For me, the study of this war (and other terrible things in human history) is about far more than military maneuvers or victories or defeats. I want to understand how and why people behave the way they do. I want to know them so I can know myself, and I want to avoid making the mistakes and judgment calls that led to an early demise for so many of my ancestors.
For this "war to end all wars" that resulted in more than 17 million deaths and 20 million injuries, I particularly want to understand how people can bring themselves and their societies to such lows of death and destruction. I want to understand how they survived those lows, how they resisted those lows, and how they showed humanity in the face of them.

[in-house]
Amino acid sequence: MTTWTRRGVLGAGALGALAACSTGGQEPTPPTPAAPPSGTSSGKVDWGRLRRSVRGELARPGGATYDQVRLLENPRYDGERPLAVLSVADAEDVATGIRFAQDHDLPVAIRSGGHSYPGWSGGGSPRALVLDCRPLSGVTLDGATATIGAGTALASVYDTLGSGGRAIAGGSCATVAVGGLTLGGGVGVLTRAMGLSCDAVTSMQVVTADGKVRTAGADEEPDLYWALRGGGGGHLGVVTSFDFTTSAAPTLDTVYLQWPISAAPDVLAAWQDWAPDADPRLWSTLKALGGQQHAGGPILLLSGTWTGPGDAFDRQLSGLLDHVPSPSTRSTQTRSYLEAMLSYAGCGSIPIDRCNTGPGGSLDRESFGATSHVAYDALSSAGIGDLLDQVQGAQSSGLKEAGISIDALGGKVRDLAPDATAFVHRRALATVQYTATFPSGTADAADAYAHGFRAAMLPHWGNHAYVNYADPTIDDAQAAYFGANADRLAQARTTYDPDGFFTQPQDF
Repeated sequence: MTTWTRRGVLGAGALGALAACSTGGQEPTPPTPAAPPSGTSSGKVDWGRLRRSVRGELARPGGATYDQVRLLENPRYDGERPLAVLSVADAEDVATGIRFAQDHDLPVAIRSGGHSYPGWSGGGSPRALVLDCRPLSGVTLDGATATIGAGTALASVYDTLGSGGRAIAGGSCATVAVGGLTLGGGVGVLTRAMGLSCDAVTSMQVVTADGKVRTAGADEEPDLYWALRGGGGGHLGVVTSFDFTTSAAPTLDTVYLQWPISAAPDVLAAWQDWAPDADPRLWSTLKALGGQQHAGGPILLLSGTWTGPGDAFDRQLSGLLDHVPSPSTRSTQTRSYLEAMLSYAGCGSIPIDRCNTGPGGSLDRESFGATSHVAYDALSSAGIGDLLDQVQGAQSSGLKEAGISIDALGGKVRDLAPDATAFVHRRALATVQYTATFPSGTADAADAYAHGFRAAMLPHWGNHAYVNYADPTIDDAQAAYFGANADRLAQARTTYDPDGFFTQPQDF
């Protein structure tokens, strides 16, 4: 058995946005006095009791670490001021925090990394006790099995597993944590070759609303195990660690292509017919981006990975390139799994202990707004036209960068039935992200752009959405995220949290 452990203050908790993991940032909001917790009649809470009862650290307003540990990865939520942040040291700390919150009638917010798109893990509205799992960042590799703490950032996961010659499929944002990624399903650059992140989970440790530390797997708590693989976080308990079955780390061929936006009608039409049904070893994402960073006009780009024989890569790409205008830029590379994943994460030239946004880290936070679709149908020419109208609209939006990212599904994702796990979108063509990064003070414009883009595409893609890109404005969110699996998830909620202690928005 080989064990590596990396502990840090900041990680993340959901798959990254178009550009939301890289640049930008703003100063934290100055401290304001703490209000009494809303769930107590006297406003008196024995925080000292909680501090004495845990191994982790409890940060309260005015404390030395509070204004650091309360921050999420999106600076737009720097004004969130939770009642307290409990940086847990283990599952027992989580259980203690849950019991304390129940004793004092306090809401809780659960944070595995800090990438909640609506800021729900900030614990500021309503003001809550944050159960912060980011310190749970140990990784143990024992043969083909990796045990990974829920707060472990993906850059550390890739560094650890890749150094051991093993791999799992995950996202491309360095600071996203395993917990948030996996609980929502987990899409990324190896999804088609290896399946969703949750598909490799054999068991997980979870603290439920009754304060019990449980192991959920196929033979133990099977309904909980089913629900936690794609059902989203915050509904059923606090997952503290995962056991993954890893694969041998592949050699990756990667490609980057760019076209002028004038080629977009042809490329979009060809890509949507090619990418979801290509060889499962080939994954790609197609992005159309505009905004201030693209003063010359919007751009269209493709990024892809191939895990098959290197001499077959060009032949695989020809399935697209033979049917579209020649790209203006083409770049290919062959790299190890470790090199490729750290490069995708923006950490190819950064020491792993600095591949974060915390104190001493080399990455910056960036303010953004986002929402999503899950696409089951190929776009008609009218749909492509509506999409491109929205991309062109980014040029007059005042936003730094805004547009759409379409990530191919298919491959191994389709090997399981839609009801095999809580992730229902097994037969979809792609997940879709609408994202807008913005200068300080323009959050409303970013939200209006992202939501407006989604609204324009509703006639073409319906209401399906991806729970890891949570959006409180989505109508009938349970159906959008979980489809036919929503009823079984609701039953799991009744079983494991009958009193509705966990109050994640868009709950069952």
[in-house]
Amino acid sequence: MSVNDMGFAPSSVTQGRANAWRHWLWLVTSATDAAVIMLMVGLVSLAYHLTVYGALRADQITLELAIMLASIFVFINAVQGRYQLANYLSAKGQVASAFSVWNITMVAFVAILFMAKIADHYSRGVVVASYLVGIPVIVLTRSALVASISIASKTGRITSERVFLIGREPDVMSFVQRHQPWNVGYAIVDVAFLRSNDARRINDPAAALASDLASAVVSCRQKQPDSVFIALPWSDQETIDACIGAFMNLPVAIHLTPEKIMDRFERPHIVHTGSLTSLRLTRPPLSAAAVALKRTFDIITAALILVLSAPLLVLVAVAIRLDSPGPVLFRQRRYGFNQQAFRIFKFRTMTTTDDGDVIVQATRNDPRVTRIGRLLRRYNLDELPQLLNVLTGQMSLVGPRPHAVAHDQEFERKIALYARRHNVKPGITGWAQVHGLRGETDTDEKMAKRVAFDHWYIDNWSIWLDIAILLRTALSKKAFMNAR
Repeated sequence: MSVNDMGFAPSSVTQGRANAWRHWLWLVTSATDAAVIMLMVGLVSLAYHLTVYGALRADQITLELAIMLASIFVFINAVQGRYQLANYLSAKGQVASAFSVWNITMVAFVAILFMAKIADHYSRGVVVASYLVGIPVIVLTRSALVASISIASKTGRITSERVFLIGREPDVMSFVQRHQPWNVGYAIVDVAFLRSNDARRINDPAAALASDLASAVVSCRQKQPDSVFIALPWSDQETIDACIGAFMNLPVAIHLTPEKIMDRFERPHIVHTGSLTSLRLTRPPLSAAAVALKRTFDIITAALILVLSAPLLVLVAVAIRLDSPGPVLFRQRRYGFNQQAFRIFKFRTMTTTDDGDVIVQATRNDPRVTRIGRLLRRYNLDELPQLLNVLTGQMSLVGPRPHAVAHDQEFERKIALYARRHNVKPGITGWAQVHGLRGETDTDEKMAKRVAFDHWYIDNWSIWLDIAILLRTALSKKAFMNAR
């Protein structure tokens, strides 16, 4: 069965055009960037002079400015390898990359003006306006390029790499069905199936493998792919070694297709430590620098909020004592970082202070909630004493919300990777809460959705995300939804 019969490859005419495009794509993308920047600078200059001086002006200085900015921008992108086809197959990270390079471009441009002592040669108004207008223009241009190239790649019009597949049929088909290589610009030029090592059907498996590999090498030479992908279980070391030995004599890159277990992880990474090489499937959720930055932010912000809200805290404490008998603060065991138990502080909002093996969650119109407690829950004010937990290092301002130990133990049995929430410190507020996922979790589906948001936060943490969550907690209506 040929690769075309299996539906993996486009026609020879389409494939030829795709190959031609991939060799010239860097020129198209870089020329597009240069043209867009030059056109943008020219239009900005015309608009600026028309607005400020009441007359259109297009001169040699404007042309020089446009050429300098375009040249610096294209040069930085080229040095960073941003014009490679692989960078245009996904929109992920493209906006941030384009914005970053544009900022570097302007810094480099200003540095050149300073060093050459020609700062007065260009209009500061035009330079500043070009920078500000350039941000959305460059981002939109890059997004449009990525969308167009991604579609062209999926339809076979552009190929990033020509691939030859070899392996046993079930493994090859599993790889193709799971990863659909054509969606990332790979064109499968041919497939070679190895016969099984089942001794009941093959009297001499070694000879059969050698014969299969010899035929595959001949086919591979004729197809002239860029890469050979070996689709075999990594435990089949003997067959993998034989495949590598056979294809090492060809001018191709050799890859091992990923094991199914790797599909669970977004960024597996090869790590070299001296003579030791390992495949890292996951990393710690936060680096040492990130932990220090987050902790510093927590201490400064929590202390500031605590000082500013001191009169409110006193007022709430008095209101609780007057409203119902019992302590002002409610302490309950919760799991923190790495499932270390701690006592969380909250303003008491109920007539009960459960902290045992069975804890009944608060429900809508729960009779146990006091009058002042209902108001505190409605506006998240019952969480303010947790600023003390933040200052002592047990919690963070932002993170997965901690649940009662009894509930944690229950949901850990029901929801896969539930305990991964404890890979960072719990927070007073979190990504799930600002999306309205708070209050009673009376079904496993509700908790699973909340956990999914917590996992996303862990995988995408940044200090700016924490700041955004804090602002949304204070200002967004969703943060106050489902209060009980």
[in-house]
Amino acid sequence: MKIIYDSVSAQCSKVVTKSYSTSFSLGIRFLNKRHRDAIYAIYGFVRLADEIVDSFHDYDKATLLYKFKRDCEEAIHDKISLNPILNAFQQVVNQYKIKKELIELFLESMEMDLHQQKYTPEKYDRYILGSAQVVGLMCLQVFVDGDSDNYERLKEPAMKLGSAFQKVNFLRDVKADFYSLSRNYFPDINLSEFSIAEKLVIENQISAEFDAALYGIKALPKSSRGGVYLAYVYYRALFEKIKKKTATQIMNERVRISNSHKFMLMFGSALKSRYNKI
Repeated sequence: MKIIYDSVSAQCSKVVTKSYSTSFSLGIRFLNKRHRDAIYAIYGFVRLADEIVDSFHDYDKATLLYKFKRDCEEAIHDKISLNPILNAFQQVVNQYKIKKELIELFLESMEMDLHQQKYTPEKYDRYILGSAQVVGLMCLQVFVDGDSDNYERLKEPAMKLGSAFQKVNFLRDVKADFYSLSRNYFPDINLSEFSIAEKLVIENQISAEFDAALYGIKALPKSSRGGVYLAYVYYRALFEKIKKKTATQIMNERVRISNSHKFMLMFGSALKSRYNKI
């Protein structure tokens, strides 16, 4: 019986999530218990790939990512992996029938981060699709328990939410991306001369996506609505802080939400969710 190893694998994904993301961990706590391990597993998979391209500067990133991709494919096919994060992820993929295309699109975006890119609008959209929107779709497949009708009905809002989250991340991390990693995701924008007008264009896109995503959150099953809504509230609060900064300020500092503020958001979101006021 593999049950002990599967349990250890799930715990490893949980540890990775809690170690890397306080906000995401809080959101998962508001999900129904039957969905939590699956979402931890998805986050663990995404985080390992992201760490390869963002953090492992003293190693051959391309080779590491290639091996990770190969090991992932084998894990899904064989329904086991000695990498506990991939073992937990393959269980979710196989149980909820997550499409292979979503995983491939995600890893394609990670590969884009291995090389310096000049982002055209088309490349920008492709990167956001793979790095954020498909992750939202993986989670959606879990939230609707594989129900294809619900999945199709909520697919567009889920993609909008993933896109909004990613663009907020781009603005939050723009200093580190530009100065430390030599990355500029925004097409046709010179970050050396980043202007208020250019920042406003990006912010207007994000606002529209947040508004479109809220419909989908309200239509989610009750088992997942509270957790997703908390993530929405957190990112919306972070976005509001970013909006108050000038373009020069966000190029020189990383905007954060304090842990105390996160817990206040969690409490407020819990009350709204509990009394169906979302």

It seems I've found a (mostly) kindred spirit in Dan Carlin, host of the long-form award-winning podcast Hardcore History and creator of the recent six-part World War One series "A Blueprint for Armageddon."